Udawalawe National Park
Udawalawe national Park is a one of the most famous and greatest among all the national parks in Sri Lanka. This is an important protected area that is a home to a considerable flora and fauna and also it is an important habitat for Sri Lankan elephants and water birds. This national park lies on the boundary of Uva and Sabaragamuwa provinces. The park is 165 kilometers [103mi] away from capital city Colombo. Udawalawe national park was declared on 30th June 1972 at a ceremony presided over by ministry of shipping and tourism. [government Gazette Notification No :14] . This park was done at the end of the Udawalawe Reservoir Project. The primary objective of this designating it as a national park is to protect the catchment areas and to create refuge for wild elephants. A second reservoir, Maw Ara tank, was constructed between 1991 & 1998 in the national park.
The total extent of the Udawalawe National Park is 30,821 hectares [119 sq mi] including the water reservoir, which covers for 3405 hectares at full capacity. The Udawalawe national park is connecting to Lunugamwehera National Park in the Southeast. The Southern boundary of the national park is defined by the Udawalawe Thanamalwila road. To the South of the road is the sewanagala sugar plantation. Before the designation of the Udawalawe national park, this area was used by the people for shifting cultivation [Chena farming]. After being designated as a National Park, people moved to places. Today Udawalawe National Park has been a one of the major and popular tourist destination and also third most visited national park in Sri Lanka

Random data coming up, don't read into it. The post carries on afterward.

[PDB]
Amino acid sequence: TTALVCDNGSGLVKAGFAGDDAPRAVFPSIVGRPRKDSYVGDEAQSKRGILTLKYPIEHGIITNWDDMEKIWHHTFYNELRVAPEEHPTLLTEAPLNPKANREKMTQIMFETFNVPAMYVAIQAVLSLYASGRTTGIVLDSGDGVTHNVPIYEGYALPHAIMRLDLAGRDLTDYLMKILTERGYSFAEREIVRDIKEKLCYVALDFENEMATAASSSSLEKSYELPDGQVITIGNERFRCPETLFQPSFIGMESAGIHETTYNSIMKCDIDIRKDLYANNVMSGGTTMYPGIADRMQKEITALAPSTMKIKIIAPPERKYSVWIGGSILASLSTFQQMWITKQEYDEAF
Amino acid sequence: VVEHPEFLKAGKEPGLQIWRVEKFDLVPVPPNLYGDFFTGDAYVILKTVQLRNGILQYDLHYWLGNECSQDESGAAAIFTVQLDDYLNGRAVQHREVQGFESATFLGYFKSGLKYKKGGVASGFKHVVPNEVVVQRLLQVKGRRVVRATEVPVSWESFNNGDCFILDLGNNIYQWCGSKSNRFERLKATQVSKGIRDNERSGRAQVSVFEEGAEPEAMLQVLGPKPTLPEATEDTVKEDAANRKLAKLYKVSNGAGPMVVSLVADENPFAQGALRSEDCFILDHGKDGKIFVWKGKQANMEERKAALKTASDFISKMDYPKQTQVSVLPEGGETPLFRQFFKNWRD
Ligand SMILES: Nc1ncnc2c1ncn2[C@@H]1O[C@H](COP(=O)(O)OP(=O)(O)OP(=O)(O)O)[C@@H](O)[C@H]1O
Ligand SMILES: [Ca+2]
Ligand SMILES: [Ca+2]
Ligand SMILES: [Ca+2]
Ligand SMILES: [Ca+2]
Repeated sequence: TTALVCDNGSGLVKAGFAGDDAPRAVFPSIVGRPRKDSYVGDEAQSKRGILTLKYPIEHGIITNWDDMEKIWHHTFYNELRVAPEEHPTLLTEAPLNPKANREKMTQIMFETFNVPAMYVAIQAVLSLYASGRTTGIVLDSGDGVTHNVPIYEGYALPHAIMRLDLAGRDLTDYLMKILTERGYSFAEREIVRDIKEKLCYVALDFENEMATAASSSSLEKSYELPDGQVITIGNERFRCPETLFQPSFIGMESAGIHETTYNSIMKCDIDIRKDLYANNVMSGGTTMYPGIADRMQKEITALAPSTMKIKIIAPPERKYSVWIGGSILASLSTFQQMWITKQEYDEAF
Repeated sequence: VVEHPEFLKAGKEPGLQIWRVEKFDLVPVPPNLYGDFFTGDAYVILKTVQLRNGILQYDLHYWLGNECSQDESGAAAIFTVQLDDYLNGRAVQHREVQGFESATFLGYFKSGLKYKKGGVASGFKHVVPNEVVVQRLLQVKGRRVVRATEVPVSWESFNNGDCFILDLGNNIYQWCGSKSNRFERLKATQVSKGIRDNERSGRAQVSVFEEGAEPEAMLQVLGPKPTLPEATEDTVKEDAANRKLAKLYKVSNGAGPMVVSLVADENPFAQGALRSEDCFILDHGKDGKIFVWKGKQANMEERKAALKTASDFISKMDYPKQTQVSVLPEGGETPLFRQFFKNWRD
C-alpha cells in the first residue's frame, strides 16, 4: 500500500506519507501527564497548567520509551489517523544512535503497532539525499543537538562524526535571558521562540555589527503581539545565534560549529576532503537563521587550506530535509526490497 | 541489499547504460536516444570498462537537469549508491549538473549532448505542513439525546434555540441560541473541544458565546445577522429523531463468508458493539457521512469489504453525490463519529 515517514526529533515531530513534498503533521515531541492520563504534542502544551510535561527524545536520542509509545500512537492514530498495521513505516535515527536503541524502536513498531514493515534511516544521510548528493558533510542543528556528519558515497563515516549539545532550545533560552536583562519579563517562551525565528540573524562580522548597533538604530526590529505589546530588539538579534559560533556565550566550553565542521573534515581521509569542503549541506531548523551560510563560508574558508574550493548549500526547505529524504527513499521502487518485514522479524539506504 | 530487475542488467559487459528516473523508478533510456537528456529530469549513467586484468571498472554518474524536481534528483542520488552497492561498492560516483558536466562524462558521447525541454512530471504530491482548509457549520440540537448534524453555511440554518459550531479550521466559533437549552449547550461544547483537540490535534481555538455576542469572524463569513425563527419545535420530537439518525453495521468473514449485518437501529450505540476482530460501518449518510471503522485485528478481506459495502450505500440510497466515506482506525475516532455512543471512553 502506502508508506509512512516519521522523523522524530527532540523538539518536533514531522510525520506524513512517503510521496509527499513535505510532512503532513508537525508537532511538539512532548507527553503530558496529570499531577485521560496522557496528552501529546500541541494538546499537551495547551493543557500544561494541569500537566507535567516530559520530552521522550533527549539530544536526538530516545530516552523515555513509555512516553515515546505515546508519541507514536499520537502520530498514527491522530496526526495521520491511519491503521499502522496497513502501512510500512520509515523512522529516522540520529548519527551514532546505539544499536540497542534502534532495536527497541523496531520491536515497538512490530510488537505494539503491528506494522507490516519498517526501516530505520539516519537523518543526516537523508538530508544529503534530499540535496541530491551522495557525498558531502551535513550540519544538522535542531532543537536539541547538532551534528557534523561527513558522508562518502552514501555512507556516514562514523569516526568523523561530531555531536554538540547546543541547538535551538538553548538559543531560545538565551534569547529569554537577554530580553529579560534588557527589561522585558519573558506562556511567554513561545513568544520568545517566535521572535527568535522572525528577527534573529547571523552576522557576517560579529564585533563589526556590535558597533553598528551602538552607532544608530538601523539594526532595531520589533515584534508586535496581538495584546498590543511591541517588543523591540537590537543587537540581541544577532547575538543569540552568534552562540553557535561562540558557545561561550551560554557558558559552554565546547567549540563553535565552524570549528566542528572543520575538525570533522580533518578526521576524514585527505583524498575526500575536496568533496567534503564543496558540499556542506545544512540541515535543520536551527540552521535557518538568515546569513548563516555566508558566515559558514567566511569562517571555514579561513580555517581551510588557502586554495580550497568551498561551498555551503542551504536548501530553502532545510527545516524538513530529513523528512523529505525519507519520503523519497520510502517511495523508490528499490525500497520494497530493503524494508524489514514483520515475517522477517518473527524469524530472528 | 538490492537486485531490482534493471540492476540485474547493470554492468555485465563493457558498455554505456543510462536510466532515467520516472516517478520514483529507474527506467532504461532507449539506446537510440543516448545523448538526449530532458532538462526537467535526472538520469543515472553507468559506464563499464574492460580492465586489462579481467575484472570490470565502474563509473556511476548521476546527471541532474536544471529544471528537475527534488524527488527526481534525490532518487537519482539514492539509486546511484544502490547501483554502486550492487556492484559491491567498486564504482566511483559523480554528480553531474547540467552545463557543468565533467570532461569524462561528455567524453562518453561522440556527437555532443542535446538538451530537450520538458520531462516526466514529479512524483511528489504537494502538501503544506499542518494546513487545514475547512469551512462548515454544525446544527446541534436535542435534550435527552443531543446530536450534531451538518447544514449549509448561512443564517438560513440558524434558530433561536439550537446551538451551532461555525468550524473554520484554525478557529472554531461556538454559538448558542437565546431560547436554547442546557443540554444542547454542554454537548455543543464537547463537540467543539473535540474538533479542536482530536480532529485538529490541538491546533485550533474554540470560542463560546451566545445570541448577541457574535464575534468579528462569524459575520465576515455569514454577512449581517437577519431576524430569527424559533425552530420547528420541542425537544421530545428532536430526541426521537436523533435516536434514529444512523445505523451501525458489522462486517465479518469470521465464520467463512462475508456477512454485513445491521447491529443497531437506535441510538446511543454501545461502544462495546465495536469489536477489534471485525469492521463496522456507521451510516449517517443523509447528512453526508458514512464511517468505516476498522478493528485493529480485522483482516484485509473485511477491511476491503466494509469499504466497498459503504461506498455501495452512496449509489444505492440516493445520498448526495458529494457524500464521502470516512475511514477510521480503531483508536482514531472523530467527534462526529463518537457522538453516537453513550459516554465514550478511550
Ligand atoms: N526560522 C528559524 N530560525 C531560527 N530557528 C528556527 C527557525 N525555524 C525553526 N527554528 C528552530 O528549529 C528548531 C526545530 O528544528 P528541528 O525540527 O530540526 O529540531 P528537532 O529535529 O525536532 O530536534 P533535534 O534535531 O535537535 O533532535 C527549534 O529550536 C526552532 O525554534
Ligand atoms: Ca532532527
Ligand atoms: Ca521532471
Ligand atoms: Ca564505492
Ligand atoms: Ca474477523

Physical features of Udawalawe National Park
Udawalawe National Park lies on the boundary of dry and wet zones in Sri Lanka. As a result, the park has a wide variety of eco systems. National park encompasses the two major drainage basins of the ‘walawe’ river and ‘maw ara’. This land is an undulating plain at about 100 meters in elevation, rising to 373 meters at the foothills. Kalthota range ane Diyawini falls are located to the north of Udawalawe national park.
Soil of the Udawalawe national park have been developed from residual alluvial parent materials. This soil includes low humic clays, reddish brown earths, solodized solonetz. The boundaries of western & northern of the park is closed to the transition zone with the highland or khondalite series. Most of the park is occupied by a variety of gneisses & granites.
Climate of Udawalawe National Park
A large part of Udawalawe National Park lies in the dry zone. So annual temperature is about 27-28° C [81-82°F]. Annual rainfall is 1500 millimeters. Most of the rainfall is given during the monsoon seasons, the northwest monsoon is in October, November and the Southwest monsoon is in the April, May. During the day time, related humidity can range from